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“Duty Of Good Faith”: What Is Its Scope?

By: Aneka Jiwaji 

“Duty of good faith” is a term heard often in the insurance Industry, but the broad scope of this duty is often not fully understood.  In the recent decision of Stewart v. Lloyd’s Underwriters, 2019 BSCS 1582, the BC Supreme Court took the opportunity to educate insurers on what the “duty of good faith” entails, particularly when an insurer is investigating whether coverage for a claim should be granted and dealing with other individuals on behalf of the insured.

THE FACTS

In Stewart, the plaintiff was on vacation in the US. While sitting at a bar he had a brief loss of consciousness and fell to the floor resulting in the inability to move his arms and legs (the “Incident”).  He received medical care in the US over the next 12 days including insertion of a pacemaker and surgery to his spine and was able to regain use of his limbs.

The plaintiff made a claim on his travel insurance policy for payment of his outstanding medical bills totaling $274,052.97 USD.

The plaintiff had been consuming alcohol on the day of the Incident and the insurer denied coverage and refused to pay the remaining medical bills owing in the US. The insurer denied coverage on the basis that the plaintiff’s injuries were directly or indirectly as a result of alcohol intoxication and relied on the following exclusion in the policy:

In addition to the exclusions specified in each Insurance coverage, this Insurance does not provide payment or indemnity for expenses incurred directly or indirectly as a result of:

…Your abuse of (prior to or during your trip), or intoxication due to alcohol, drugs or medication.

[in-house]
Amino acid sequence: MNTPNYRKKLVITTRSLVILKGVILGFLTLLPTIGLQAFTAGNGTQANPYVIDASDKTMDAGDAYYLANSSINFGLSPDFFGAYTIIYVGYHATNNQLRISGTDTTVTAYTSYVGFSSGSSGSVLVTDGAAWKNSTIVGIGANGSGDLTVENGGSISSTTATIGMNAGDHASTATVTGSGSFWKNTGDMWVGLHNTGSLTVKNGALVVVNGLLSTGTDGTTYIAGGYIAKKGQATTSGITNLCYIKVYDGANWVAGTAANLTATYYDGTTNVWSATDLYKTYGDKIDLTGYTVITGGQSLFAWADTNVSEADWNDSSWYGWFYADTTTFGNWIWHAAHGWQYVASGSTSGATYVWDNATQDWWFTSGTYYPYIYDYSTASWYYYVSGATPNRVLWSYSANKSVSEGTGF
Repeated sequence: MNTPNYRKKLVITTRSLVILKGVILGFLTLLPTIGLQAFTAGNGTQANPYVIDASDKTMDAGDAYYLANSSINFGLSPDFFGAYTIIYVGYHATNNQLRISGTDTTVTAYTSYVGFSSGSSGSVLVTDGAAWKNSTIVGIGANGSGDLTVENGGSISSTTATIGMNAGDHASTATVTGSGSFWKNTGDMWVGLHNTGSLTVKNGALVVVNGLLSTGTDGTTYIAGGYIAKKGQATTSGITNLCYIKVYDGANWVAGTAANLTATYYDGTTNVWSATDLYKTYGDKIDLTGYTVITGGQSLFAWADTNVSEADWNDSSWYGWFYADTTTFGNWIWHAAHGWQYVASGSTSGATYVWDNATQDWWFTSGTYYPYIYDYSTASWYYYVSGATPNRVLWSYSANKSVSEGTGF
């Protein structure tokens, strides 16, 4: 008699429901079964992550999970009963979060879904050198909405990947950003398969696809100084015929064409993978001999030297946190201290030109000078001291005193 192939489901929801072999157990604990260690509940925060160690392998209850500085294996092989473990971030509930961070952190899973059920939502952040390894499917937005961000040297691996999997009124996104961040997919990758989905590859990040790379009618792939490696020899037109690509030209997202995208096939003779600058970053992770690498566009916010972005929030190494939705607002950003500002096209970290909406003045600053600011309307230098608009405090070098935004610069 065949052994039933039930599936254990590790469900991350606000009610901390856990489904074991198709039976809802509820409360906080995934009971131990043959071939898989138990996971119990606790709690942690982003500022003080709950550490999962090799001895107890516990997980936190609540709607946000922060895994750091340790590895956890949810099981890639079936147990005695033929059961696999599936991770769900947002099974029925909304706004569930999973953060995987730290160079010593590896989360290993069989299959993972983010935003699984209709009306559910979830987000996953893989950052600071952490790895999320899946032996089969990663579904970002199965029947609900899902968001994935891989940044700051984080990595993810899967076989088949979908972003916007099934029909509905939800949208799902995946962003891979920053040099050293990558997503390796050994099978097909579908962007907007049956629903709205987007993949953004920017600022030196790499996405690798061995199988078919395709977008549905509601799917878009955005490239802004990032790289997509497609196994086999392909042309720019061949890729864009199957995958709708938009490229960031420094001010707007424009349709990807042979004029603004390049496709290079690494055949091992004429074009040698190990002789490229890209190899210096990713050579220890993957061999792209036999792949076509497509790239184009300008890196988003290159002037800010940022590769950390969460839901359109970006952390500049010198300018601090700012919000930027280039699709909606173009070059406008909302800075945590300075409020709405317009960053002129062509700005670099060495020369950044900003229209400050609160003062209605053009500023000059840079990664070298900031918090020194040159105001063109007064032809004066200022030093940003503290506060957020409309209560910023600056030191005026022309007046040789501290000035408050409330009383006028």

On December 18, 2018, over three years after the claim was denied and three-and-a-half months prior to trial, the insurer advised the plaintiff that it was no longer denying coverage and that it had satisfied all of the plaintiff’s outstanding health care bills. Of the total $274,052.97 USD outstanding on the invoices, the insurer paid $56,429.81 USD, “or approximately 21 cents on the dollar”.

At trial, the plaintiff claimed for, amongst other things, punitive damages for the breach of the duty of good faith. The Insurer denied it acted in bad faith and argued that the test was not whether the denial of coverage was wrong; but whether the assessment of coverage was made in good faith.

THE RULING

The Court first examined the duty of good faith in the context of the coverage determination. While the Court agreed that the Insurer had a reasonable basis to investigate whether intoxication led to the Incident, the Court found that the investigation itself breached the duty of good faith to the plaintiff because:

  • The Insurer was discussing denying coverage prior to undertaking any investigations;
  • There was no consideration of the fact that the trauma physicians determined that alcohol was not a factor in the Incident and the Insurer took no further steps to make inquiries as to why the trauma physicians had come to that conclusion;
  • The Insurer did not speak to the plaintiff or patrons or employees of the bar where the Incident occurred or take any steps to obtain the Incident report;
  • The Insurer relied on an independent medical opinion of Dr. Stahl, which identified two possible causes of the Incident, one of which was potentially contributed to by alcohol and one which was not. The Insurer did not undertake any investigations into the non-alcohol related cause;
  • Stahl expressed reservations regarding his opinion, and recommended further investigation but these investigations were never undertaken; and